At approximately 150 square feet and physically attached to a vegan specialty market, the new Brave GentleMan flagship store in Williamsburg, Brooklyn is not your typical fashion boutique. But that’s all the more appropriate considering that this five-year-old menswear label is hardly run-of-the-mill. Founded and run by Joshua Katcher, the brand offers classic and fashionable menswear, including shoes and accessories, that are 100% vegan, sustainable and ethically produced yet don’t have even the slightest whiff of stereotypical crunchy granola. Brave GentleMan’s stylish tweed suits are made with fabric created from diverted waste cotton and polyester, its trendy felted hats with material harvested from recycled plastic bottles and the brand’s fantastic looking boots employ an Italian microfiber that looks like but performs even better than animal leather. This past weekend I visited the new store, which opened in late September and will be hosting a special shopping event on November 21 from 6 p.m. to 9 p.m., to find out from Katcher why he decided to open a physical shop on top of his successful web business.
What is the background of Brave GentleMan?
I started my online store in 2010 and that emerged from my blog, TheDiscerningBrute.com. The blog was a way for me to start researching and talking about menswear from this new emerging trend of transparency and putting value into the brand story that was more about the honest story of how things are made versus a marketed story. I found that there was a real void in the market; there really wasn’t very much out there, especially when it came to good quality classic cuts and classic shoes. So I saw an opening and an opportunity to do something. I first started with shoes and then expanded into suiting. I’m vegan and for me finding a vegan suit was impossible because everything was wool or horsehair lined canvasing or silk or with horn buttons. When you think about a traditional men’s suit, it is made from nothing but animal products. So I wanted to make a high-quality, gorgeous and both vegan and sustainable luxury men’s suit and it took me about three years of r&d to finally do it. It was a real challenge.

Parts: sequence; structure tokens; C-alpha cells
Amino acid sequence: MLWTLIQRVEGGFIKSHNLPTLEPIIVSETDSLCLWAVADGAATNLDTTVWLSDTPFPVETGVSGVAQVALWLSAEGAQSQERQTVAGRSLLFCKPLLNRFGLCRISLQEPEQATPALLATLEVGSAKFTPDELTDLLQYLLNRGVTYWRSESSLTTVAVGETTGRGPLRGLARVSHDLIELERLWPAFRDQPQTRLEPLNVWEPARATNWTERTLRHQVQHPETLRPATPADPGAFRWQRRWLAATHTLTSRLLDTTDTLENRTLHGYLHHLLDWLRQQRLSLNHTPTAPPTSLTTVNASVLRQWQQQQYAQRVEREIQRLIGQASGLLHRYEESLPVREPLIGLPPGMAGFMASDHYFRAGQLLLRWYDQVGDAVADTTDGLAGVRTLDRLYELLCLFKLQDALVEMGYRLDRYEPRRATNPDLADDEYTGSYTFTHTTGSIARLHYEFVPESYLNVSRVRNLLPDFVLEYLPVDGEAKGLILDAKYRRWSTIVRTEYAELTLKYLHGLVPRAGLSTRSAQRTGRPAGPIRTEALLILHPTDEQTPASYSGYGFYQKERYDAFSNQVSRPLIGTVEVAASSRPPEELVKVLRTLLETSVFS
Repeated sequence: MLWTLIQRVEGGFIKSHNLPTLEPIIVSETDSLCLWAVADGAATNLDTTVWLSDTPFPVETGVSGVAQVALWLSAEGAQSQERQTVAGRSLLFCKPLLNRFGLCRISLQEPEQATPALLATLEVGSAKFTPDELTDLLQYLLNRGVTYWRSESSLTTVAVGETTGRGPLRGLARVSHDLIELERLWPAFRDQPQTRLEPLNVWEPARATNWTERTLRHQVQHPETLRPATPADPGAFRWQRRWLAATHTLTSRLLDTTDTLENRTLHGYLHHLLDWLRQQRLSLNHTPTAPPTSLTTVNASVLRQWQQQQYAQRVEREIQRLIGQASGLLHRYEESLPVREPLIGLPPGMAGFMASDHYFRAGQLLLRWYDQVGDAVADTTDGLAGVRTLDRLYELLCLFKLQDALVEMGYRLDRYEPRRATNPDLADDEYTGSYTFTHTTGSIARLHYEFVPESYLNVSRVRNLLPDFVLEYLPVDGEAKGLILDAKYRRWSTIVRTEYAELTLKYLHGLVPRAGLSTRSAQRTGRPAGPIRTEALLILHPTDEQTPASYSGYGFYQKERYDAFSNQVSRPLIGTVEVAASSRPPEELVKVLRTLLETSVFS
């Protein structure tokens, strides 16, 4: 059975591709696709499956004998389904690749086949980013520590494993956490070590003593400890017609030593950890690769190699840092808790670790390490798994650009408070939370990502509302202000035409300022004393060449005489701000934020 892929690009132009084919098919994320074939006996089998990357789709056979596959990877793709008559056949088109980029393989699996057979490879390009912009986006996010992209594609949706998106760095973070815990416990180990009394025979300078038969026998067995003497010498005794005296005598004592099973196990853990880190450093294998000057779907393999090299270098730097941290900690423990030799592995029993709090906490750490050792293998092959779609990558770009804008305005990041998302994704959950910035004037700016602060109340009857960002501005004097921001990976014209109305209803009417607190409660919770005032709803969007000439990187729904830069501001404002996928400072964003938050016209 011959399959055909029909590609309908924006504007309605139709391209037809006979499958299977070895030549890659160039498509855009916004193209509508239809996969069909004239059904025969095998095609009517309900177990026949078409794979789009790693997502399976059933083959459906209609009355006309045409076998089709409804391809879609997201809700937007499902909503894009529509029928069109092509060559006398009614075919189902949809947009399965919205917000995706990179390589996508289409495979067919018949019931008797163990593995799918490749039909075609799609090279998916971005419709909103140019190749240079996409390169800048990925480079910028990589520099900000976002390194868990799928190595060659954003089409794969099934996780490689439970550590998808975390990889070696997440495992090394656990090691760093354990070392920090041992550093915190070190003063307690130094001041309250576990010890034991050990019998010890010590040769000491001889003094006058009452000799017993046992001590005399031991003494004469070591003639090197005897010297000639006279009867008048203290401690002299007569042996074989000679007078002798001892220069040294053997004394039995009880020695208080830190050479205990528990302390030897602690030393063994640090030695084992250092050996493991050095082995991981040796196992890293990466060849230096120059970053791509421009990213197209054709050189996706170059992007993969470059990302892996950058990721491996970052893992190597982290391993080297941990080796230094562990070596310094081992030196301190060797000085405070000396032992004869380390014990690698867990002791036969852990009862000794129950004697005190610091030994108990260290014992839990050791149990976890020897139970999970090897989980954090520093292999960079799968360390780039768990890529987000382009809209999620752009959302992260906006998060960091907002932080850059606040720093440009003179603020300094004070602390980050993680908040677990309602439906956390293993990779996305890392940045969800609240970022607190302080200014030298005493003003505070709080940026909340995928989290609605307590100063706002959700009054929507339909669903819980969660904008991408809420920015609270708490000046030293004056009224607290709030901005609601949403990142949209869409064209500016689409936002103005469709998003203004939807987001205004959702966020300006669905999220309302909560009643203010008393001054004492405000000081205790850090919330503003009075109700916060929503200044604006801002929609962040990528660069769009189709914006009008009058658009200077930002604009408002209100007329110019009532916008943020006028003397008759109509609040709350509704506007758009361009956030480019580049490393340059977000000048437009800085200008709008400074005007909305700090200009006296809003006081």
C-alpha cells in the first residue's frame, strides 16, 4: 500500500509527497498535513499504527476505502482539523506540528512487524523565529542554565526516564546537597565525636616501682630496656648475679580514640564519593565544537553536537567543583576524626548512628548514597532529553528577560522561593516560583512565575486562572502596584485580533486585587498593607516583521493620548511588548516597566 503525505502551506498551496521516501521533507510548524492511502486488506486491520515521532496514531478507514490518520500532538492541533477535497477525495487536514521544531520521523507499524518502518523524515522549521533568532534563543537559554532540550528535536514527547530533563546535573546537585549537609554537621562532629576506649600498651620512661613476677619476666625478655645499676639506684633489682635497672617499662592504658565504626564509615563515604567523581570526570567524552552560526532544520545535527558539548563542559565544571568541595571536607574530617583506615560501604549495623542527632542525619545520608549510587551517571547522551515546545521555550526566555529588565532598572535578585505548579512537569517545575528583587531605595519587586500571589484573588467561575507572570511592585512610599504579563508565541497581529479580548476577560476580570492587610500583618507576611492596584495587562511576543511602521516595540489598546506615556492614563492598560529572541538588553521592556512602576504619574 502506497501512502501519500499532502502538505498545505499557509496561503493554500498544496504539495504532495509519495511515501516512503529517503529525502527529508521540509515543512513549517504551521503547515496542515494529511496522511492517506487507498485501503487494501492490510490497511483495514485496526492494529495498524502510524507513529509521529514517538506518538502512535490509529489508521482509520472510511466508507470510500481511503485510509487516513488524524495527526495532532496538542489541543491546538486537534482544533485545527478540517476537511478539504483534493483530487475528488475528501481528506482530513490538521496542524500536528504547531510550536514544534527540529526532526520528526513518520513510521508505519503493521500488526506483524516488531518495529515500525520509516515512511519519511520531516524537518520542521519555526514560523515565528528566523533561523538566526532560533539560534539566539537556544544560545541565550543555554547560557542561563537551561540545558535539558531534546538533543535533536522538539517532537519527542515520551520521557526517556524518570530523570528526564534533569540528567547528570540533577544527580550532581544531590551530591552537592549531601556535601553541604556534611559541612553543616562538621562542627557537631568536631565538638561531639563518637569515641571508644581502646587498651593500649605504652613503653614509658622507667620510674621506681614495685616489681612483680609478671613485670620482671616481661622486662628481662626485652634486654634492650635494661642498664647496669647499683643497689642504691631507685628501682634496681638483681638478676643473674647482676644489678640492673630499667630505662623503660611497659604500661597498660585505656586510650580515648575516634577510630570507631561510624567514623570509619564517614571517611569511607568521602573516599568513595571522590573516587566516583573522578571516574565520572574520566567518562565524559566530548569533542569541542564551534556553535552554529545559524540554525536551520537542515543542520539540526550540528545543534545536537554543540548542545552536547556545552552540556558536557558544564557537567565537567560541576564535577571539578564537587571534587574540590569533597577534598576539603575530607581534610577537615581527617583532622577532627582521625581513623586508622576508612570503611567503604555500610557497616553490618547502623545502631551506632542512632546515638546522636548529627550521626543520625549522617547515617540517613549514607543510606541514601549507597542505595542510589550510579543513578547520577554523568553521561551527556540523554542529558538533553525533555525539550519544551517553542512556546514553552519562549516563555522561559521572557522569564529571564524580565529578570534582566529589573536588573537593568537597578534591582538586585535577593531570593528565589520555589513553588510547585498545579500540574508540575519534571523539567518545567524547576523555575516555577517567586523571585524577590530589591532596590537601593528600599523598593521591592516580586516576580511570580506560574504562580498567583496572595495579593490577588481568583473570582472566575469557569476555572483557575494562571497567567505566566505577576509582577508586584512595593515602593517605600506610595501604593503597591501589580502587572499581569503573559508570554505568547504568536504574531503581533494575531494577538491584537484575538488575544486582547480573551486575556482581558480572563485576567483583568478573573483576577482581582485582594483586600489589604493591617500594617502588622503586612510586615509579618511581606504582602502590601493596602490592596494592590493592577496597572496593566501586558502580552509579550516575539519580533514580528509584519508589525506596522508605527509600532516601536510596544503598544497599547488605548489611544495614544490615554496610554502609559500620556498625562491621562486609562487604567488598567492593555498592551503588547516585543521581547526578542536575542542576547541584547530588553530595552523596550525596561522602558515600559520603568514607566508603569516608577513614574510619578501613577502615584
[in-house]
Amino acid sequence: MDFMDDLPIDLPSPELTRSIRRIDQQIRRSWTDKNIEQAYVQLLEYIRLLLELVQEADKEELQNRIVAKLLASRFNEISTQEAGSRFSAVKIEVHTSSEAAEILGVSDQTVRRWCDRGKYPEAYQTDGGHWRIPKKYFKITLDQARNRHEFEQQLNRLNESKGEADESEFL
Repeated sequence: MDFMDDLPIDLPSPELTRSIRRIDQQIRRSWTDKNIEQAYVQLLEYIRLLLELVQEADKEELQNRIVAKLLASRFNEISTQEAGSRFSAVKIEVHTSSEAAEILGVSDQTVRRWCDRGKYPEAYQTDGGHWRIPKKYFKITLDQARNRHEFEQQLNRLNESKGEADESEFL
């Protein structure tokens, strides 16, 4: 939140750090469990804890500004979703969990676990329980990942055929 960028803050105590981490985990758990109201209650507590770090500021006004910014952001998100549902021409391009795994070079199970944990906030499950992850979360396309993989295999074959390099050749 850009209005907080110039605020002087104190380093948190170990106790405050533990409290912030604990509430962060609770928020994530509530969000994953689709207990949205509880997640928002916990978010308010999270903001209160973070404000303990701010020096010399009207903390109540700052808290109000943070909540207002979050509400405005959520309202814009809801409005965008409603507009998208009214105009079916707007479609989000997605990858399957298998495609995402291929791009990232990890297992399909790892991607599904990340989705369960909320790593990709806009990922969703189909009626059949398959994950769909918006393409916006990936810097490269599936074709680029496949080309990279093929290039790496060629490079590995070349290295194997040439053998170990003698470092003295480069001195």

How would you describe the brand?
For me the brand is very much about the materials that we use and the story of those materials. I have become an expert in that field because no one else is doing it. What I think it’s showing is that it is possible to have uncompromising menswear where you can have these ethical standards and you can end up with beautiful clothing.
How much of the appeal to your customer is the ethical aspect versus the fact that it really is beautiful clothing?
I think it’s 50/50. We have a lot of customers who don’t even necessarily know what we’re doing is sustainable and ethical fashion. They just like the design. That’s my goal: Lead first with design and then the icing on the cake is that it is made ethically. There’s no better argument for sustainable fashion than well designed fashion. You could have the best argument on paper but if your design sucks it doesn’t matter.
Why open a physical store now?
I wanted to open a brick-and-mortar because I feel like we have gone through the trial period of our brand. I really see our brand as being very experimental and it has been difficult to communicate to how to present and talk about these products. For now I think it is very important to have our flagship here and have our online presence and grow organically. We are pursuing a slow fashion model similar to the slow food movement. I think having a store is giving us the opportunity for customers to come in and talk to us and interact. Shoes sell well online but with suiting, people want to try stuff on and they want to feel the materials. That’s why it was also important to have a store–for customer satisfaction.
Who are your customers?
It is a pretty diverse cross section. We have people who just like good menswear, we have people that are specifically looking for ethical and sustainable and vegan fashion and we have women who like menswear. We have a pretty wide age range.
Describe the current collection.
For autumn we went with a little bit of monotone with lots of grays, browns and burgundies. We try to stay seasonably appropriate and we are not into logos or heavy branding. It’s pretty standard, classic stuff and I think that allows the person who wears it to be the centerpiece.
Why all the old pictures on the walls?
All the photos are my family, going back as far as the mid 1800s and a lot of my family is from New York. And my great grandparents were glovemakers in Gloversville, N.Y. I didn’t find that out until I started looking into making gloves in Gloversville. We are a made in New York brand as far as our clothing goes but at least for me heritage is a very important aspect. I feel like connecting this to my New York heritage allows people to feel the authenticity behind it. And all of the wood shelving was part of a water tower that was taken down in Alaska. So we reclaimed a lot of that wood to use. I’m really trying to bring a story to everything.
The space is unusual in that you share it with Haymaker’s Corner Store…
We are connected in the level of product that they are selling. They specialize in high-end, hard-to-find vegan and organic products so it felt natural to be attached in that way. There’s a synergy there: Food and fashion go together well since they are both about indulging and in this case I think indulging conscientiously raises the level of enjoyment when you can enjoy something and also realize that you are supporting something worthwhile.
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